Networking is nothing new. It has helped human beings cooperate, collaborate and coordinate since time immemorial. And it has helped individuals rise above their own capabilities and extend their personal influence. However, social media is now significantly altering the nature of power within networks.
In the days before social media an individual's power within a hierarchical network was largely based on their position to moderate privileged information and give instructions. And although this has not gone away entirely, the power of social media to rapidly spread information is freeing up the information and eroding this power. In addition, the information sources are becoming more traceable and it is becoming harder for people to claim or limit the ideas of those further down the food chain – or indeed, information to be hidden from management – since the "conversations" are opening up in the online space for all to see. This is leading to what we are calling The Death of Middle Management.
The new power leverage comes from being recognized as generous thought leaders, who "gift" value to the network. In addition, we will also gain credibility and influence by our ability to rapidly gather and compile relevant information for the task at hand. And a large part of this ability comes form being able to obtain information directly from your networks. This is the reason why Zipipop's CEO Helene Auramo sometimes calls Twitter "People Google" – since you can have questions answered by real people in your network.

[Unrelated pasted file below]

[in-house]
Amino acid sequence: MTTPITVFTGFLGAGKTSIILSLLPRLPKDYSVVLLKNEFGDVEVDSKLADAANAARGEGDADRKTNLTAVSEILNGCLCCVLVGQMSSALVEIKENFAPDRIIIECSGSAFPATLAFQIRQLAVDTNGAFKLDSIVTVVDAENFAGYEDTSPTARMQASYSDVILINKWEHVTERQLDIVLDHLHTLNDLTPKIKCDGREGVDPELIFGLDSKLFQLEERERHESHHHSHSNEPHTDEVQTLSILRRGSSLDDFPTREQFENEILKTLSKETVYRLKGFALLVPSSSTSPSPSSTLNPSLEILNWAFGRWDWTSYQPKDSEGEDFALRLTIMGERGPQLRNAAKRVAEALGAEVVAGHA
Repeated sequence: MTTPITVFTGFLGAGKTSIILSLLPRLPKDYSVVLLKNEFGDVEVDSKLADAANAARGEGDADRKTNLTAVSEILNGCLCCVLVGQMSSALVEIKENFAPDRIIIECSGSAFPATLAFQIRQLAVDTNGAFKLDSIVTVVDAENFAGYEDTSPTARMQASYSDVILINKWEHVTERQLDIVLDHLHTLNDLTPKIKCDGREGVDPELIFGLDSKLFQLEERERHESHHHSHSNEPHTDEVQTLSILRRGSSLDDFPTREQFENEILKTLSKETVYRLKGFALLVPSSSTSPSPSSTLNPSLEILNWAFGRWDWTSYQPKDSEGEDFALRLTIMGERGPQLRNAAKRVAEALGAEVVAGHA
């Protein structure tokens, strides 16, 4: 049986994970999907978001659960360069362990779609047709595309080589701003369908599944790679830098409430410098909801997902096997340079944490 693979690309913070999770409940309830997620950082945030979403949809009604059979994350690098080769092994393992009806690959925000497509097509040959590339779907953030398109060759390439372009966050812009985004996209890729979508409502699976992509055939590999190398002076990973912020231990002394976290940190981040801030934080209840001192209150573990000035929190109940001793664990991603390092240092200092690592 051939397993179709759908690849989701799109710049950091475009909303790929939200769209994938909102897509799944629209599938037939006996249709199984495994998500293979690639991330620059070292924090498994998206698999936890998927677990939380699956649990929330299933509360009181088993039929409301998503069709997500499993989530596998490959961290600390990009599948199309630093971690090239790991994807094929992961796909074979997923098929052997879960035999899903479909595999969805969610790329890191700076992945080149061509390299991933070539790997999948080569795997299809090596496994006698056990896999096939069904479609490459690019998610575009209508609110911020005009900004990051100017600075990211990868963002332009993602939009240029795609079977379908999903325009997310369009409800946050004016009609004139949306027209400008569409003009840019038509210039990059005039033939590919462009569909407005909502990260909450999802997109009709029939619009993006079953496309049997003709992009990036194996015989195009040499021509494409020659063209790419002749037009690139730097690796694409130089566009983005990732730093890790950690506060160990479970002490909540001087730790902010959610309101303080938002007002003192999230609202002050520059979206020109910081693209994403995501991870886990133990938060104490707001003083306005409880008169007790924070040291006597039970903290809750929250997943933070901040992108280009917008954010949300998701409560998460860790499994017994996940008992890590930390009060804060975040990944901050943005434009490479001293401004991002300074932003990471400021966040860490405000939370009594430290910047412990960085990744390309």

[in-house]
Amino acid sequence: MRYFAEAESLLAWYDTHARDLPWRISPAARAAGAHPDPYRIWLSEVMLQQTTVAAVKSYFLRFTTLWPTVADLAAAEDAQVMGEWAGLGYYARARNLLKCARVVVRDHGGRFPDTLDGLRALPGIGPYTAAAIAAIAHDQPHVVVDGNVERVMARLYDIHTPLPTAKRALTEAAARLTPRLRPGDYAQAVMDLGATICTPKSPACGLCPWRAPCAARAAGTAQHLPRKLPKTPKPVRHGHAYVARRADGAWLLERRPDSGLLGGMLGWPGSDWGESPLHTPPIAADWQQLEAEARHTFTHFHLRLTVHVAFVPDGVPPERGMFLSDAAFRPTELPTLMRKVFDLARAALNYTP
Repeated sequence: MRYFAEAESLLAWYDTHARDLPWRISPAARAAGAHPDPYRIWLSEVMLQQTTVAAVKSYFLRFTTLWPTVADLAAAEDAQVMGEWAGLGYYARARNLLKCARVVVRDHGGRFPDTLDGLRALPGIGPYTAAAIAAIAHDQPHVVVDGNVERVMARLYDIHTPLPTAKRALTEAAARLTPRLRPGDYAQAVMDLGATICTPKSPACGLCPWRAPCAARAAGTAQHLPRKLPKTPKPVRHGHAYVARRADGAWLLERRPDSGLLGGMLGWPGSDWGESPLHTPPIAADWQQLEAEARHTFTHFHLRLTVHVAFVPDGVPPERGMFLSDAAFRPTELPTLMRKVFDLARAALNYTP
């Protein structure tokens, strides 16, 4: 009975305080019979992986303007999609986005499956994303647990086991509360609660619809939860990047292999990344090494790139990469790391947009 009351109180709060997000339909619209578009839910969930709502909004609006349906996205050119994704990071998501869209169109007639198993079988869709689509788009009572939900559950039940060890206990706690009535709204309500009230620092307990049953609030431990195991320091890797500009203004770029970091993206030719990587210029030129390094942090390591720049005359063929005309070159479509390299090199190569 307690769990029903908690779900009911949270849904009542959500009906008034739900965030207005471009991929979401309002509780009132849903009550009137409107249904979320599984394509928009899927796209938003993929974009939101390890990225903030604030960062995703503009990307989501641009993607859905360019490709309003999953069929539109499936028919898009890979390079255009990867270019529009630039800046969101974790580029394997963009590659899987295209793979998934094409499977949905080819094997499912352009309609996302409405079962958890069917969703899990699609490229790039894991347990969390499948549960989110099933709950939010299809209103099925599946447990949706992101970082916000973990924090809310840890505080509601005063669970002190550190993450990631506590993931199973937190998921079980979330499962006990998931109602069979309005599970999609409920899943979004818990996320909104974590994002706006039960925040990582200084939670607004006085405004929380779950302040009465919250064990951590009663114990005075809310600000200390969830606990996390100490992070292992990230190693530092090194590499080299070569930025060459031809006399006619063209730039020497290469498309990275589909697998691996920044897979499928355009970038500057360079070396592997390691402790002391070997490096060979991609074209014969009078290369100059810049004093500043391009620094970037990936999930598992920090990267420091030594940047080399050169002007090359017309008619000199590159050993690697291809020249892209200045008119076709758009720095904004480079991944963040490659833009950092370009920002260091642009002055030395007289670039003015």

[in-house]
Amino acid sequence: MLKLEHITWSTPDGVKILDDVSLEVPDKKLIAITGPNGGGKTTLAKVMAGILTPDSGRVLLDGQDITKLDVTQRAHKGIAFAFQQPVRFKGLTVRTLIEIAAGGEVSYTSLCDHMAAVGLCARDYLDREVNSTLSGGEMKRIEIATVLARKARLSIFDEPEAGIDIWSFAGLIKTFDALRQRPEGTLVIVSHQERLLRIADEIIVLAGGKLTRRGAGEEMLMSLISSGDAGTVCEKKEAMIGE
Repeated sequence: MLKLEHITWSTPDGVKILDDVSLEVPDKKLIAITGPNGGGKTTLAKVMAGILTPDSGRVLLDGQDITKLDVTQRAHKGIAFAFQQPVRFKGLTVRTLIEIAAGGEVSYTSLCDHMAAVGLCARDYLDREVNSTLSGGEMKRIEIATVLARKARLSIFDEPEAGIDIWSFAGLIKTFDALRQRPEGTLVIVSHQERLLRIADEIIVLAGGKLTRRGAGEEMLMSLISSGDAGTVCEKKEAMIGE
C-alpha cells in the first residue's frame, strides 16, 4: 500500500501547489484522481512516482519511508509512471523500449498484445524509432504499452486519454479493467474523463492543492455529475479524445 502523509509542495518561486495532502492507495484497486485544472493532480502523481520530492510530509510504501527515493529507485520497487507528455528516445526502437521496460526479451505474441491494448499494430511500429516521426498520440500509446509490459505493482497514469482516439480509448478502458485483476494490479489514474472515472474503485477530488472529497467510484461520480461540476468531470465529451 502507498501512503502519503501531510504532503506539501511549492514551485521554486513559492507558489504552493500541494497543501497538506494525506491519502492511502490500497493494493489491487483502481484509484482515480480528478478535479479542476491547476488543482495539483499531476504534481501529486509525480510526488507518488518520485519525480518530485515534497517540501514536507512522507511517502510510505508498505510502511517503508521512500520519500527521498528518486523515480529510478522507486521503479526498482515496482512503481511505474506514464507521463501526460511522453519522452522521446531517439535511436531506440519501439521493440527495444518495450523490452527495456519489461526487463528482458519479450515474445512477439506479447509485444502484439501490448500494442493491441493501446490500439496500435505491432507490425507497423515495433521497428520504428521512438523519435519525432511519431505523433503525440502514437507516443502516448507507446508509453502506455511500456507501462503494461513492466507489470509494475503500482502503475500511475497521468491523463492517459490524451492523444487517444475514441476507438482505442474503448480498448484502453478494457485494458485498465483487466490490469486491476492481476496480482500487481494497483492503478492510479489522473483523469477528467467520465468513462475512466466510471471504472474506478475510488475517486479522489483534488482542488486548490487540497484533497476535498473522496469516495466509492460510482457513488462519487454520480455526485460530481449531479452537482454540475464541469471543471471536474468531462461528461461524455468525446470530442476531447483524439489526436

The new networked economy requires that we find existing or, even better, growing networks to which we can connect with: "As the number of nodes in a network increases arithmetically the value of the network increases exponentially. Adding a few more members can dramatically increase the value for all members." (Kevin Kelly, 1999). This effect can be seen in the success of Facebook, LinkedIn and Twitter; however, it also applies to business in general and to our personal ability to influence.
"In the network economy, success is self-reinforcing; it obeys the law of increasing returns. The great innovation of Silicon Valley is not the wowie-zowie hardware and software it has invented. Silicon Valley's greatest "product" is the social organization of its companies, and most important, the tangled web of former jobs, intimate colleagues, information leakage from one firm to the next, rapid company life cycles, and agile email culture. This social web, suffused into the warm hardware of jelly bean chips and copper neurons, creates a network economy."
The beauty is that network effects can raise the boat for everybody.